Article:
A similar description of the ritual is found in b. Yoma 39a, and the symbolism of the high priest’s right and left hands is again laden with cultic significance:
Our Rabbis taught: Throughout the forty years that Simeon the Righteous ministered, the lot [“For the Lord”] would always come up in the right hand; from that time on, it would come up now in the right hand, now in the left. And [during the same time] the crimson-colored strap would become white. From that time on it would at times become white, at others not.15
During the ritual selection of goats, the celebrant would place his left hand on the scapegoat and his right hand on the immolated goat. It may even be that the peculiar handling of the two goats with each respective hand is present not only during the ritual of the goats’ selection, but also during other phases of the atoning ordinance. For example, according to Targum Pseudo-Jonathan, the high priest’s manipulation in the Holy of Holies, which is accomplished with the blood of the immolated goat, must be executed with the high priest’s right hand. Targum Pseudo-Jonathan to Lev. 16:18-19 reads:
And he shall take some of the blood of the bull and of the blood of the goat, mixed together, and put it on the horns of the altar round about. And he shall sprinkle some of the blood upon it seven times with the finger of his right hand.16
The correspondence of the left and the right hands and their relationship to the respective goats is further affirmed in rabbinic descriptions of the transference ritual. In this ritual, both of the high priest’s hands were placed on the scapegoat. Certain rabbinic sources specifically instruct that the priest’s left hand should be the one that touches the scapegoat. In the depiction of the hand-laying ritual for the scapegoat found in Targum Pseudo-Jonathan on Lev. 16:21-22, it is explicitly stated that the priest’s right hand should be placed on top of his left hand:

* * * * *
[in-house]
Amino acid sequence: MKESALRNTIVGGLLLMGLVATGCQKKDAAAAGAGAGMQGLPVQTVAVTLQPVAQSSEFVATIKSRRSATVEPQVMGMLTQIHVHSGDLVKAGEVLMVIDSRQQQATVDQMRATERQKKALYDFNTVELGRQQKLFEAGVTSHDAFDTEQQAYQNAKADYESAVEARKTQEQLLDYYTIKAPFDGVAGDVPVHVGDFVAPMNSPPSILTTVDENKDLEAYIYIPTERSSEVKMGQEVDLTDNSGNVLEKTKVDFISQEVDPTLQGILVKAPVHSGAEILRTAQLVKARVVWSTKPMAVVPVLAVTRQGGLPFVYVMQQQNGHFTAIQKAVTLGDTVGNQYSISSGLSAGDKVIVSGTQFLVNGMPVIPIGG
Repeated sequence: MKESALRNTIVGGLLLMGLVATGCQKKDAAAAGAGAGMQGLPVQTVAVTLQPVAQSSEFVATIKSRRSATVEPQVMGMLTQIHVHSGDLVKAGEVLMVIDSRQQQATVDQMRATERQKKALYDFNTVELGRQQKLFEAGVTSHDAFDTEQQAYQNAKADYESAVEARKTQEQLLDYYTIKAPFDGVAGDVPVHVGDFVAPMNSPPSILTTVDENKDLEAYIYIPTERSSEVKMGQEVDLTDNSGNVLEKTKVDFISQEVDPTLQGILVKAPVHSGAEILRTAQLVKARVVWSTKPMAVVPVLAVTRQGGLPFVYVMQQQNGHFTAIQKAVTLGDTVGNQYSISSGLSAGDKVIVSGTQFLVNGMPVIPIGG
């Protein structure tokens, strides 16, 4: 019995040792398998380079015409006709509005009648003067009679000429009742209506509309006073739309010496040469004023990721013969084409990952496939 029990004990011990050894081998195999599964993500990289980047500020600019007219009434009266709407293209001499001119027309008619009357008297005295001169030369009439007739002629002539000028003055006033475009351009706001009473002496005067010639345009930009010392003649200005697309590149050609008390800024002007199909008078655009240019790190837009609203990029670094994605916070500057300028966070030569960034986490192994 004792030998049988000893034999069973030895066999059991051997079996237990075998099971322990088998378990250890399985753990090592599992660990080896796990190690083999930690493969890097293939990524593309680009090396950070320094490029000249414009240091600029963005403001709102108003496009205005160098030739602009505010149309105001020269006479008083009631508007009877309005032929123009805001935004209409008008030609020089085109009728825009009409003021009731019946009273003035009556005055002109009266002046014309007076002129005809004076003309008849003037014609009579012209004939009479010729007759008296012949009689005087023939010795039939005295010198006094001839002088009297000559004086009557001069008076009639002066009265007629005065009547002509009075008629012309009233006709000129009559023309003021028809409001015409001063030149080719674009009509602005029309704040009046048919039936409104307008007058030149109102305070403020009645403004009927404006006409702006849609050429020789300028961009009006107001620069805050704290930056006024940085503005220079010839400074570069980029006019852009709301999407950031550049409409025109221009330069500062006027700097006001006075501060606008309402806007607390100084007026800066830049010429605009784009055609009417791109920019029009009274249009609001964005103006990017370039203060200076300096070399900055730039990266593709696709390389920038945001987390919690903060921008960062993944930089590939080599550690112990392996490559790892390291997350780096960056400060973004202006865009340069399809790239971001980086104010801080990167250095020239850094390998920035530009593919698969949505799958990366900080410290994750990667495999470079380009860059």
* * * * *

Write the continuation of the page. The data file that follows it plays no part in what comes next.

Aaron shall lay both his hands on the head of the live goat, in this fashion: his right hand upon his left. He shall confess over it all the iniquities of the children of Israel and all their rebellions, whatever their sins; he shall put them on the head of the goat with a declared and explicit oath by the great and glorious Name. And he shall let (it) go, in charge of a man who has been designated previously, to go to the desert of Soq, that is Beth Haduri. The goat shall carry on himself all their sins to a desolate place; and the man shall let the goat go into the desert of Soq, and the goat shall go up on the mountains of Beth Haduri, and the blast of wind from before the Lord will thrust him down and he will die.17
Given the tradition of interpretation concerning the right and left hands of the high priestly figures in the texts we have explored, it is intriguing that, in the Slavonic apocalypse, the imagery of the heavenly high priest’s right hand looms large. This is also true of the seer’s right hand. Both the right hand of Yahoel and the right hand of Abraham are mentioned when they come into contact with one another. Thus, in Apoc. Ab. 10:4, a passage describing the initial encounter between the seer and his heavenly instructor, the following interaction occurs, emphasizing the symbolism of the right hand: “And the angel whom he sent to me in the likeness of a man came, and he took me by my right hand and stood me on my feet.”18 The theme again appears in Apoc. Ab. 11:1, where the interaction between Yahoel and Abraham is once again executed through the right hand of the patriarch: “And I stood and saw him who had taken my right hand and set me on my feet.”19 The heavenly high priest, represented by the great angel, repeatedly grasps not the left hand, but the right hand of the patriarch. This insistence on the right hand cannot be merely coincidental in light of the significance that the imagery of the right and left sides play during the division of God’s allies and his enemies. Even more important for our study is the fact that the apocalypse depicts Yahoel’s handling of the patriarch as occurring with his right hand. This portentous cultic interaction is found in Apoc. Ab. 15:2-3: